Happiness — 28 October 2003
How couples sustain happiness

What is the difference between couples who are happily married and others who find this description a desirous but elusive one? Why do some pairs enjoy good communication and easy interactions, while others struggle to feel heard and understood? Are the happy mates just lucky to have found just the right partner or are they doing something differently from the unhappy couples?

The complete answer is complex and may not be fully understood yet. However, partial explanations are available and enlightening.

Marriage and long term relationships go through three relational stages: the first is the Romantic Phase, the second is the Power Struggle and the third is the Healthy Relating stage. Happily married individuals get to the third phase, couples who are unhappy are stuck in the second stage, or end up in divorce.

The romantic period for couples is often quite euphoric. Two people are attracted to each other, create fun time together and continuously adulate each other. The “in love” condition is exciting, exhilarating and stimulating. During this period lovers delight in their good fortune of having found the best possible mates.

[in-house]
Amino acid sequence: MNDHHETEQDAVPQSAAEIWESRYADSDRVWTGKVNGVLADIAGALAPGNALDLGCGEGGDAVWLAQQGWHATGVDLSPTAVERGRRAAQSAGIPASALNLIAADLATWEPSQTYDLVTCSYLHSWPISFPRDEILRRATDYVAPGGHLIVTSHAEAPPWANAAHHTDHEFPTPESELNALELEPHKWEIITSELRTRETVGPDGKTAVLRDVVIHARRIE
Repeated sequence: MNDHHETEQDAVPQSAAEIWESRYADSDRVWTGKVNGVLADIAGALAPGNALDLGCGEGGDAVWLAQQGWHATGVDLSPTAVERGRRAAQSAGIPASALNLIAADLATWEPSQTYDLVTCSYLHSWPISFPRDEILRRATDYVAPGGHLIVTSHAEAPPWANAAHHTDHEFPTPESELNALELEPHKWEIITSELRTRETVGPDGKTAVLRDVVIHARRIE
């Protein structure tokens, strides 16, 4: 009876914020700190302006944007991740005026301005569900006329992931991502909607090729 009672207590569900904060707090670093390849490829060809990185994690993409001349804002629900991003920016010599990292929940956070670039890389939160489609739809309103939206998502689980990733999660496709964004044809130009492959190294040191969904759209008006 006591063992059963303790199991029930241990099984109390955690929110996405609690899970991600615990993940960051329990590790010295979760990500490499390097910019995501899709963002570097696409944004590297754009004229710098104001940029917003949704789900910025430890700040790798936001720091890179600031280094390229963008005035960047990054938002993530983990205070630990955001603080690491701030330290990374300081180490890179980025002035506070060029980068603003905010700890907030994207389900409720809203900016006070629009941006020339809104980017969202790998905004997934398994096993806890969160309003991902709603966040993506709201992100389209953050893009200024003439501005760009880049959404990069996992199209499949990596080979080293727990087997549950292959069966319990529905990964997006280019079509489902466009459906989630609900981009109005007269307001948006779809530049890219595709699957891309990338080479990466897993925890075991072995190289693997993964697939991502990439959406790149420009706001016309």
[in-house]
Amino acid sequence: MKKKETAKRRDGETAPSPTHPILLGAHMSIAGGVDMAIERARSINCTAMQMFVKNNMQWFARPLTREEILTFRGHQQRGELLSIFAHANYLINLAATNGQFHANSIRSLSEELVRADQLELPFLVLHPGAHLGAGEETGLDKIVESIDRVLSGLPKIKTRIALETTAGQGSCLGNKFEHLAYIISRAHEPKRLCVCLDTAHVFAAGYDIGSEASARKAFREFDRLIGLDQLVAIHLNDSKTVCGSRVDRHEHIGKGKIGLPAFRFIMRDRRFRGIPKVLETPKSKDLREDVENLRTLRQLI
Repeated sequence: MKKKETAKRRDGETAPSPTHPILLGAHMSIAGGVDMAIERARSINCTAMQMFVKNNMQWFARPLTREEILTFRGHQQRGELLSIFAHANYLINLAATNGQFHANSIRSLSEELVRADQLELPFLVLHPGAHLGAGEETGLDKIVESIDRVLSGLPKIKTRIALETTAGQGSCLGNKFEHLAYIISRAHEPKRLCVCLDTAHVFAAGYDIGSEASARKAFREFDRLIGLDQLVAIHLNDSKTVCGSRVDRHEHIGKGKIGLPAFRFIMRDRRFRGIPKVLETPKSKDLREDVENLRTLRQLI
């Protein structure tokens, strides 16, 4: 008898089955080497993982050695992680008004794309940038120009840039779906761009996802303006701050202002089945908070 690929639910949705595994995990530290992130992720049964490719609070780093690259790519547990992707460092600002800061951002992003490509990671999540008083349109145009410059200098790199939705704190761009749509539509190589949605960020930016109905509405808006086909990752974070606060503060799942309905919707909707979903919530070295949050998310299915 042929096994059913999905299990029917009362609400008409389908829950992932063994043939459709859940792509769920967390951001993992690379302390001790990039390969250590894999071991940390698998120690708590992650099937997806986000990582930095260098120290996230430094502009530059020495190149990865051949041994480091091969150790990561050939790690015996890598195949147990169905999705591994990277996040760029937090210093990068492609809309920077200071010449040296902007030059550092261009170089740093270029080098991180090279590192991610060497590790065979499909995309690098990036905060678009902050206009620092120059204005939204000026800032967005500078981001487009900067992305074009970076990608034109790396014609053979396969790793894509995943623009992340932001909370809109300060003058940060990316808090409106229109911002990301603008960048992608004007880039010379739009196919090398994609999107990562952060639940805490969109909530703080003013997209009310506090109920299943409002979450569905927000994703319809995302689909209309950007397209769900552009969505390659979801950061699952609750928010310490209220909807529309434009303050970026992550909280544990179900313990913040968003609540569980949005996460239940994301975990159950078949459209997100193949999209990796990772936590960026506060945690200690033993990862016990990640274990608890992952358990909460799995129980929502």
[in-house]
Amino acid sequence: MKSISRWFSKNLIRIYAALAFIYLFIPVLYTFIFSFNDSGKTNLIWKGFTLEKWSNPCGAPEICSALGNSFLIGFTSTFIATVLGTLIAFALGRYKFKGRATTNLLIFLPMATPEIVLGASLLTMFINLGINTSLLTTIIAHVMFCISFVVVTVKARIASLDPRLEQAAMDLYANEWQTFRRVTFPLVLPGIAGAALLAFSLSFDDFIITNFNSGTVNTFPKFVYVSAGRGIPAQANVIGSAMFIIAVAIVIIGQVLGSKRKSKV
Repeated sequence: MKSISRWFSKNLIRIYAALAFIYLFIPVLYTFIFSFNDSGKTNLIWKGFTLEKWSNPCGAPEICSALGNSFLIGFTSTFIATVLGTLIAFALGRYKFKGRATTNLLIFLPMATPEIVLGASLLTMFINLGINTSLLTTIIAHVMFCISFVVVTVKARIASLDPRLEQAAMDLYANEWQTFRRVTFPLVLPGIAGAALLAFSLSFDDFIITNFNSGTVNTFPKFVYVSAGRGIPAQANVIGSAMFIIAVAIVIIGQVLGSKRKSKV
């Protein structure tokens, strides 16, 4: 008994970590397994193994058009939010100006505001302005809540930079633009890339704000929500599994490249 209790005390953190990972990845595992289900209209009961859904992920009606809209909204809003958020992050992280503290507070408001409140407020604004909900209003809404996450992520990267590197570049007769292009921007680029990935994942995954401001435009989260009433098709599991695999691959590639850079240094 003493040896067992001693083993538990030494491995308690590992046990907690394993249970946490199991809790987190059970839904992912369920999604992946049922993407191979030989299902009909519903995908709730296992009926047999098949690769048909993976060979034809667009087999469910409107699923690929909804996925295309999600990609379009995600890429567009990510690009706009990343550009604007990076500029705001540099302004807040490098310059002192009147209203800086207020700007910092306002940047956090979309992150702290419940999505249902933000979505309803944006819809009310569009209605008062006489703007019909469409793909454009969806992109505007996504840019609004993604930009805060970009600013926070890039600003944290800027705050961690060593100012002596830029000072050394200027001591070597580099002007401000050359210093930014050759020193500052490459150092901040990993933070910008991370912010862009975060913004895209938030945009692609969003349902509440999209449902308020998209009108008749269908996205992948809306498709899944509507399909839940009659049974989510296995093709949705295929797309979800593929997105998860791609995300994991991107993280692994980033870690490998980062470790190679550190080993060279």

The overwhelming excitement comes from the sense of full appreciation and acceptance. “He told me I have the most beautiful eyes he has ever seen”. “She likes everything about me”. The view of the partner as perfect comes from projected hope of having found a person who will continue to cherish me and attend to all my needs. Psychologically it is similar to the hungry infant’s thrill at the sight of his mother. The baby expects that he will be fed, safe and nurtured. The infant is unable to recognize any faults with his caregiver.
Similarly, first stage lovers are blind to their partner’s undesirable characteristics. To see those will shatter the hope for being loved unconditionally and forever.

It is clear that this unrealistic view can not be sustained. Sometimes later, (usually between six months to two years), the partners awake from their dreamy state. The first episode of an unmet need is responded to with bewilderment, disappointment and hurt. “You always said you couldn’t wait to see me every day – now you come home so late.”” When we were dating you made me soup when I was sick, now you tell me to get well and you go to bed”.

These are the voiced perceived changes, many others are not even spoken. They just get translated into a feeling of not mattering as much and not feeling loved. The fear is that he made a mistake in assessing her kindness. Perhaps she is not who he thought she was and thus would not end up getting his needs met by her. The fear is that the newly seen behavior may represent a dark, evil quality that is unchangeable. “What if she is really a selfish, cold, hard woman?” No man wants one of those. “What if he is really cheap, but acted generous only during courtship?”